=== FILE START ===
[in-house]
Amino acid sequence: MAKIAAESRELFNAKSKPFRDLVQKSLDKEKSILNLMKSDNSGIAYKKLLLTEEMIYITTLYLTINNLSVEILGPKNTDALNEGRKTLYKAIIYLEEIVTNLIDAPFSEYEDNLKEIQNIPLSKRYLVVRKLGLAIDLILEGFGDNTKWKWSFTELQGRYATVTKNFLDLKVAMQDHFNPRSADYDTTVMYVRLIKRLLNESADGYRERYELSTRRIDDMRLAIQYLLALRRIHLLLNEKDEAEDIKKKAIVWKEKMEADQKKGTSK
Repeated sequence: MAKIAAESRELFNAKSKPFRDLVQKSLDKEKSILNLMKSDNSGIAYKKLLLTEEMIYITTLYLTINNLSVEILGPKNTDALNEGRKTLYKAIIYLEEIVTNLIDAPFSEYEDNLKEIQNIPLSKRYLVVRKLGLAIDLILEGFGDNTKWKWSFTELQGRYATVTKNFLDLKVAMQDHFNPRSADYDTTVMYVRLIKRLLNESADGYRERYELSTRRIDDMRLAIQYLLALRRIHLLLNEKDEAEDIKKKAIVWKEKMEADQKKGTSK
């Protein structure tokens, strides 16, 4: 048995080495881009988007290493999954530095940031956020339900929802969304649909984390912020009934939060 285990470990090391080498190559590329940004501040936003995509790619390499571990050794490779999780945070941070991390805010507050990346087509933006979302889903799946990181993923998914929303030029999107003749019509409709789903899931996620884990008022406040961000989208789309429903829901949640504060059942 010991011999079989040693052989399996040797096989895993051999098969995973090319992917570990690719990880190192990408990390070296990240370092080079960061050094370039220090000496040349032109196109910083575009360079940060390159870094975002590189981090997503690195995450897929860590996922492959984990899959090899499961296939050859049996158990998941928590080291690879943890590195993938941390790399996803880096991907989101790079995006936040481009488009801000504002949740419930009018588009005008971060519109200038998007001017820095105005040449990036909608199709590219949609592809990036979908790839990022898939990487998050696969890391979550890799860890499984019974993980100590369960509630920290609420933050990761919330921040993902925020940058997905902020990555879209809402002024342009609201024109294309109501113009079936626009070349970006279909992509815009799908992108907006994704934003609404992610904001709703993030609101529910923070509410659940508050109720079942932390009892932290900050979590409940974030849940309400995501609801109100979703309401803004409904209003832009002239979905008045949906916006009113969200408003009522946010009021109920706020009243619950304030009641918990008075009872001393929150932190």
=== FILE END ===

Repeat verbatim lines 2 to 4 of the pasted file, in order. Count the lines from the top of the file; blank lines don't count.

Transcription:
Amino acid sequence: MAKIAAESRELFNAKSKPFRDLVQKSLDKEKSILNLMKSDNSGIAYKKLLLTEEMIYITTLYLTINNLSVEILGPKNTDALNEGRKTLYKAIIYLEEIVTNLIDAPFSEYEDNLKEIQNIPLSKRYLVVRKLGLAIDLILEGFGDNTKWKWSFTELQGRYATVTKNFLDLKVAMQDHFNPRSADYDTTVMYVRLIKRLLNESADGYRERYELSTRRIDDMRLAIQYLLALRRIHLLLNEKDEAEDIKKKAIVWKEKMEADQKKGTSK
Repeated sequence: MAKIAAESRELFNAKSKPFRDLVQKSLDKEKSILNLMKSDNSGIAYKKLLLTEEMIYITTLYLTINNLSVEILGPKNTDALNEGRKTLYKAIIYLEEIVTNLIDAPFSEYEDNLKEIQNIPLSKRYLVVRKLGLAIDLILEGFGDNTKWKWSFTELQGRYATVTKNFLDLKVAMQDHFNPRSADYDTTVMYVRLIKRLLNESADGYRERYELSTRRIDDMRLAIQYLLALRRIHLLLNEKDEAEDIKKKAIVWKEKMEADQKKGTSK
């Protein structure tokens, strides 16, 4: 048995080495881009988007290493999954530095940031956020339900929802969304649909984390912020009934939060 285990470990090391080498190559590329940004501040936003995509790619390499571990050794490779999780945070941070991390805010507050990346087509933006979302889903799946990181993923998914929303030029999107003749019509409709789903899931996620884990008022406040961000989208789309429903829901949640504060059942 010991011999079989040693052989399996040797096989895993051999098969995973090319992917570990690719990880190192990408990390070296990240370092080079960061050094370039220090000496040349032109196109910083575009360079940060390159870094975002590189981090997503690195995450897929860590996922492959984990899959090899499961296939050859049996158990998941928590080291690879943890590195993938941390790399996803880096991907989101790079995006936040481009488009801000504002949740419930009018588009005008971060519109200038998007001017820095105005040449990036909608199709590219949609592809990036979908790839990022898939990487998050696969890391979550890799860890499984019974993980100590369960509630920290609420933050990761919330921040993902925020940058997905902020990555879209809402002024342009609201024109294309109501113009079936626009070349970006279909992509815009799908992108907006994704934003609404992610904001709703993030609101529910923070509410659940508050109720079942932390009892932290900050979590409940974030849940309400995501609801109100979703309401803004409904209003832009002239979905008045949906916006009113969200408003009522946010009021109920706020009243619950304030009641918990008075009872001393929150932190």